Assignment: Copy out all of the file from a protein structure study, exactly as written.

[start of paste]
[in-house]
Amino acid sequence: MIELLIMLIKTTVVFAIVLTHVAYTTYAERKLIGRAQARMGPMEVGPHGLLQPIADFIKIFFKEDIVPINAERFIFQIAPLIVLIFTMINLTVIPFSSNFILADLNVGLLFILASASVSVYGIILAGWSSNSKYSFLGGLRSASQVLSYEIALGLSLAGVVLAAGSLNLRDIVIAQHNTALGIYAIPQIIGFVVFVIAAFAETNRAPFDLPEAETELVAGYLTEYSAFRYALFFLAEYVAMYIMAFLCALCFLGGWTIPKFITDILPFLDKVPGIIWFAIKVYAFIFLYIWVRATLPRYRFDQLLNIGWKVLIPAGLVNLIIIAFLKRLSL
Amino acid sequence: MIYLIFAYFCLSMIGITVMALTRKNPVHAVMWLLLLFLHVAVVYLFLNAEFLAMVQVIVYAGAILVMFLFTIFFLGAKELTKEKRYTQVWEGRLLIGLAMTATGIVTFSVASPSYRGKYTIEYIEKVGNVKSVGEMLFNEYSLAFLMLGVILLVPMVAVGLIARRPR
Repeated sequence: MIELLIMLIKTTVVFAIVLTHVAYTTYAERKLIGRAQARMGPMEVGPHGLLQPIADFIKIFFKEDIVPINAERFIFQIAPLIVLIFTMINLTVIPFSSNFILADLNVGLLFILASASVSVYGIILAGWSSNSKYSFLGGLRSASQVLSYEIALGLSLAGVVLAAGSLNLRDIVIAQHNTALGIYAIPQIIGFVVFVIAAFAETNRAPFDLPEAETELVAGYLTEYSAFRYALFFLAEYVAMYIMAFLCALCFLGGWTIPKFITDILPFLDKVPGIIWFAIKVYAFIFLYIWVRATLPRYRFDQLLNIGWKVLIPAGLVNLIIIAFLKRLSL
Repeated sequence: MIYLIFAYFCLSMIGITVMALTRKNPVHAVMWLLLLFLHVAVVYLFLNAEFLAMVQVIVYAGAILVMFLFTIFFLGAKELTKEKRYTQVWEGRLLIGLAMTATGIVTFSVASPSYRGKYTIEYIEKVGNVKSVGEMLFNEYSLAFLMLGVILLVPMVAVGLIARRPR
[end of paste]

[in-house]
Amino acid sequence: MIELLIMLIKTTVVFAIVLTHVAYTTYAERKLIGRAQARMGPMEVGPHGLLQPIADFIKIFFKEDIVPINAERFIFQIAPLIVLIFTMINLTVIPFSSNFILADLNVGLLFILASASVSVYGIILAGWSSNSKYSFLGGLRSASQVLSYEIALGLSLAGVVLAAGSLNLRDIVIAQHNTALGIYAIPQIIGFVVFVIAAFAETNRAPFDLPEAETELVAGYLTEYSAFRYALFFLAEYVAMYIMAFLCALCFLGGWTIPKFITDILPFLDKVPGIIWFAIKVYAFIFLYIWVRATLPRYRFDQLLNIGWKVLIPAGLVNLIIIAFLKRLSL
Amino acid sequence: MIYLIFAYFCLSMIGITVMALTRKNPVHAVMWLLLLFLHVAVVYLFLNAEFLAMVQVIVYAGAILVMFLFTIFFLGAKELTKEKRYTQVWEGRLLIGLAMTATGIVTFSVASPSYRGKYTIEYIEKVGNVKSVGEMLFNEYSLAFLMLGVILLVPMVAVGLIARRPR
Repeated sequence: MIELLIMLIKTTVVFAIVLTHVAYTTYAERKLIGRAQARMGPMEVGPHGLLQPIADFIKIFFKEDIVPINAERFIFQIAPLIVLIFTMINLTVIPFSSNFILADLNVGLLFILASASVSVYGIILAGWSSNSKYSFLGGLRSASQVLSYEIALGLSLAGVVLAAGSLNLRDIVIAQHNTALGIYAIPQIIGFVVFVIAAFAETNRAPFDLPEAETELVAGYLTEYSAFRYALFFLAEYVAMYIMAFLCALCFLGGWTIPKFITDILPFLDKVPGIIWFAIKVYAFIFLYIWVRATLPRYRFDQLLNIGWKVLIPAGLVNLIIIAFLKRLSL
Repeated sequence: MIYLIFAYFCLSMIGITVMALTRKNPVHAVMWLLLLFLHVAVVYLFLNAEFLAMVQVIVYAGAILVMFLFTIFFLGAKELTKEKRYTQVWEGRLLIGLAMTATGIVTFSVASPSYRGKYTIEYIEKVGNVKSVGEMLFNEYSLAFLMLGVILLVPMVAVGLIARRPR